Parental allergic disease before and after child birth poses similar risk for childhood allergies

Allergy. 2015 Jul;70(7):873-6. doi: 10.1111/all.12609. Epub 2015 Mar 25.


Whether the strength of associations between parental and child allergic diseases differs by whether the first onset of the parental disease is before or after a child's birth has never been examined and is the aim of this study. Yearly childhood asthma, allergic rhinitis, and eczema diagnoses were longitudinally regressed against the effect of a parental disease (pre- vs post-child birth) of the same type separately for each parent using generalized estimation equations. Both a maternal and paternal history of asthma were associated with childhood asthma prevalence up to 15 years of age. Effect estimates were similar for parental asthma with first onset before and after the birth of the child. The results for allergic rhinitis and eczema were less consistent. Parental allergic diseases with first onsets before and after the birth of a child both pose risks to childhood allergic disease in the offspring, especially for asthma.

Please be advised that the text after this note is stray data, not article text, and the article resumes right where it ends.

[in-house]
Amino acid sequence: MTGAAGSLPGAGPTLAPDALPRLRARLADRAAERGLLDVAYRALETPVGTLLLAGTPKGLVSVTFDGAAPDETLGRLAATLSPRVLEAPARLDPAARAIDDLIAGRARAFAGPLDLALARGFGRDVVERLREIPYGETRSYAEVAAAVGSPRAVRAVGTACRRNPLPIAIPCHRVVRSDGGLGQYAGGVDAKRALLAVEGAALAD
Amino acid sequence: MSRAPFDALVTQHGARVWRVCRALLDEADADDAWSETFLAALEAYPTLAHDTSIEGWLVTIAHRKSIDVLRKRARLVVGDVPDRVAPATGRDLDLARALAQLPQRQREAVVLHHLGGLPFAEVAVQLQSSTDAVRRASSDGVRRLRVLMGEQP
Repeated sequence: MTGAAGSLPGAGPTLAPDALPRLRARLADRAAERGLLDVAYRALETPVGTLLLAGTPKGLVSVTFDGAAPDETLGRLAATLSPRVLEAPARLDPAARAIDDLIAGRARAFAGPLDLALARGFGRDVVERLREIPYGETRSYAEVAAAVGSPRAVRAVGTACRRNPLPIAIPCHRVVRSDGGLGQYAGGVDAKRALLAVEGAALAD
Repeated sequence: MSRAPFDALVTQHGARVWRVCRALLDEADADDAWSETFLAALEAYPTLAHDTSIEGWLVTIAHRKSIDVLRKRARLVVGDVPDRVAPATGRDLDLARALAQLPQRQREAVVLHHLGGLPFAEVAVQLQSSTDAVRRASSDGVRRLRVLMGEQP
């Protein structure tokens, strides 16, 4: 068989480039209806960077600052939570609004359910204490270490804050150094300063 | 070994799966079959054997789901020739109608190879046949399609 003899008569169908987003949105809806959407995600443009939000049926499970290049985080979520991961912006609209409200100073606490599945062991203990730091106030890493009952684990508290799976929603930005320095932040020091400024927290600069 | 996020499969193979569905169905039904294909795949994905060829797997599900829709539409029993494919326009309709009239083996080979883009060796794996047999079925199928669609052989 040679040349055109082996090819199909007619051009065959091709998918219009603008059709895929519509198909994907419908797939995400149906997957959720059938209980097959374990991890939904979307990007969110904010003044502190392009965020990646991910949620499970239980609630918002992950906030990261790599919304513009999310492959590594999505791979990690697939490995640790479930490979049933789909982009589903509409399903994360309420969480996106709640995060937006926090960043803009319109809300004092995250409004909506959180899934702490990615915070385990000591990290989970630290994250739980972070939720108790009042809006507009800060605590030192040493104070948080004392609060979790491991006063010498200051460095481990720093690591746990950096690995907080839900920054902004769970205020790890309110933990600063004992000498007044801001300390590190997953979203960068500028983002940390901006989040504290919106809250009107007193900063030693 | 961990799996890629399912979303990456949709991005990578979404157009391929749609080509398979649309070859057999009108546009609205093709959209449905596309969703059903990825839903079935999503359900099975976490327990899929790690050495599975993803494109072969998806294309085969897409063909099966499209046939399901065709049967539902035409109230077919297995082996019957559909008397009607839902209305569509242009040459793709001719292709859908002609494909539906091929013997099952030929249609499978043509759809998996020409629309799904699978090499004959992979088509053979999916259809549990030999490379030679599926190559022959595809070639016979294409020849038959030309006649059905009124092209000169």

Keywords: asthma; cohort; eczema; family history; rhinitis.

Publication types

  • Research Support, Non-U.S. Gov't

MeSH terms

  • Adolescent
  • Child
  • Child, Preschool
  • Cohort Studies
  • Female
  • Humans
  • Hypersensitivity / epidemiology*
  • Hypersensitivity / etiology*
  • Male
  • Maternal Exposure / adverse effects*
  • Odds Ratio
  • Pregnancy
  • Prenatal Exposure Delayed Effects*
  • Risk*